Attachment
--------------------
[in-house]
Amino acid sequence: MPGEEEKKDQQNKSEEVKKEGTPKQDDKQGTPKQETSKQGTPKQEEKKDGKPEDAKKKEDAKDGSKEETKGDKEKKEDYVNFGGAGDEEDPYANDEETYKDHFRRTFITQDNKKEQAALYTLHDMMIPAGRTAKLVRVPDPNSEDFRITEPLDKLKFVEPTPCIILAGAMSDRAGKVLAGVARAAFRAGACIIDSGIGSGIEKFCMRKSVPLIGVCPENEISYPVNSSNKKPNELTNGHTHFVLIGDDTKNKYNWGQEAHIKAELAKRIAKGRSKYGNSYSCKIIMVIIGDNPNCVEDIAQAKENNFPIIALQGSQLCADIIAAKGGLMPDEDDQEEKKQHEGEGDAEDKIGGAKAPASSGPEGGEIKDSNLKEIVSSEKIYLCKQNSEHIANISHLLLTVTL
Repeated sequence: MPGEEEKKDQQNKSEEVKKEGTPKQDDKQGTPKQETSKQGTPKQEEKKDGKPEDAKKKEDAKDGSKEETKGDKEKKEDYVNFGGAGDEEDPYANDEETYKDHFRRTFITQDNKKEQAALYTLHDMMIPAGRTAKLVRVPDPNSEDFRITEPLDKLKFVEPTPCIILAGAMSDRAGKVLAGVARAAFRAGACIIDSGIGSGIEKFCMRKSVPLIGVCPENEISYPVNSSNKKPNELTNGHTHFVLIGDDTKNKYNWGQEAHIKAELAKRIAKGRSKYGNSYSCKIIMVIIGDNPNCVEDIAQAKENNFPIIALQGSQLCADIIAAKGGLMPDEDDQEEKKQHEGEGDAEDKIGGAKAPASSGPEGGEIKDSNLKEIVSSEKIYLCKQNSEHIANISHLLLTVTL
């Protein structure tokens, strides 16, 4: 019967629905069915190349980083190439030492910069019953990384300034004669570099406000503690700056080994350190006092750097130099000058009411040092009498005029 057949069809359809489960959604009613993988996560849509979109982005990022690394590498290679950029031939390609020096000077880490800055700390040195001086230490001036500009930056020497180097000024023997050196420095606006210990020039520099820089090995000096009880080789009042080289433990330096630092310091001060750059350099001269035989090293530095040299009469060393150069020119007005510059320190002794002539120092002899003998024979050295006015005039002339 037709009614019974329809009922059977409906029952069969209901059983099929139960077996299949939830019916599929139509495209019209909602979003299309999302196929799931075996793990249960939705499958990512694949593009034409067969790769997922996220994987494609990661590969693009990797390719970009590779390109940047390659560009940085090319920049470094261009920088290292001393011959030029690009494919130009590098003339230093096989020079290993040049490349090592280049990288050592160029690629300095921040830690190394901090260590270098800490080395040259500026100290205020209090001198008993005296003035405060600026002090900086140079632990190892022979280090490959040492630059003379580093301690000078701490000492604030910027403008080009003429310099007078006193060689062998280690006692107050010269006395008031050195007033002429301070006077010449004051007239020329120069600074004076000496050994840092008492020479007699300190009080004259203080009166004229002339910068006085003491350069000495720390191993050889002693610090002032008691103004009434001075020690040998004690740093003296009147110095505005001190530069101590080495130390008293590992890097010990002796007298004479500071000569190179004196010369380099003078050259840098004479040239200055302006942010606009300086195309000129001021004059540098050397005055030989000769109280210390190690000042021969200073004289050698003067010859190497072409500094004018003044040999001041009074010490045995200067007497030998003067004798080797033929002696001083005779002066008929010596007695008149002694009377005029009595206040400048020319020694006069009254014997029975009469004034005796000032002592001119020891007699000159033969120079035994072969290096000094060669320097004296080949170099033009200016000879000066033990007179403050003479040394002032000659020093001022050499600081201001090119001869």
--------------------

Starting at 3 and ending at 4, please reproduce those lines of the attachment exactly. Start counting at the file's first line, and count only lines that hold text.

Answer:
Repeated sequence: MPGEEEKKDQQNKSEEVKKEGTPKQDDKQGTPKQETSKQGTPKQEEKKDGKPEDAKKKEDAKDGSKEETKGDKEKKEDYVNFGGAGDEEDPYANDEETYKDHFRRTFITQDNKKEQAALYTLHDMMIPAGRTAKLVRVPDPNSEDFRITEPLDKLKFVEPTPCIILAGAMSDRAGKVLAGVARAAFRAGACIIDSGIGSGIEKFCMRKSVPLIGVCPENEISYPVNSSNKKPNELTNGHTHFVLIGDDTKNKYNWGQEAHIKAELAKRIAKGRSKYGNSYSCKIIMVIIGDNPNCVEDIAQAKENNFPIIALQGSQLCADIIAAKGGLMPDEDDQEEKKQHEGEGDAEDKIGGAKAPASSGPEGGEIKDSNLKEIVSSEKIYLCKQNSEHIANISHLLLTVTL
């Protein structure tokens, strides 16, 4: 019967629905069915190349980083190439030492910069019953990384300034004669570099406000503690700056080994350190006092750097130099000058009411040092009498005029 057949069809359809489960959604009613993988996560849509979109982005990022690394590498290679950029031939390609020096000077880490800055700390040195001086230490001036500009930056020497180097000024023997050196420095606006210990020039520099820089090995000096009880080789009042080289433990330096630092310091001060750059350099001269035989090293530095040299009469060393150069020119007005510059320190002794002539120092002899003998024979050295006015005039002339 037709009614019974329809009922059977409906029952069969209901059983099929139960077996299949939830019916599929139509495209019209909602979003299309999302196929799931075996793990249960939705499958990512694949593009034409067969790769997922996220994987494609990661590969693009990797390719970009590779390109940047390659560009940085090319920049470094261009920088290292001393011959030029690009494919130009590098003339230093096989020079290993040049490349090592280049990288050592160029690629300095921040830690190394901090260590270098800490080395040259500026100290205020209090001198008993005296003035405060600026002090900086140079632990190892022979280090490959040492630059003379580093301690000078701490000492604030910027403008080009003429310099007078006193060689062998280690006692107050010269006395008031050195007033002429301070006077010449004051007239020329120069600074004076000496050994840092008492020479007699300190009080004259203080009166004229002339910068006085003491350069000495720390191993050889002693610090002032008691103004009434001075020690040998004690740093003296009147110095505005001190530069101590080495130390008293590992890097010990002796007298004479500071000569190179004196010369380099003078050259840098004479040239200055302006942010606009300086195309000129001021004059540098050397005055030989000769109280210390190690000042021969200073004289050698003067010859190497072409500094004018003044040999001041009074010490045995200067007497030998003067004798080797033929002696001083005779002066008929010596007695008149002694009377005029009595206040400048020319020694006069009254014997029975009469004034005796000032002592001119020891007699000159033969120079035994072969290096000094060669320097004296080949170099033009200016000879000066033990007179403050003479040394002032000659020093001022050499600081201001090119001869």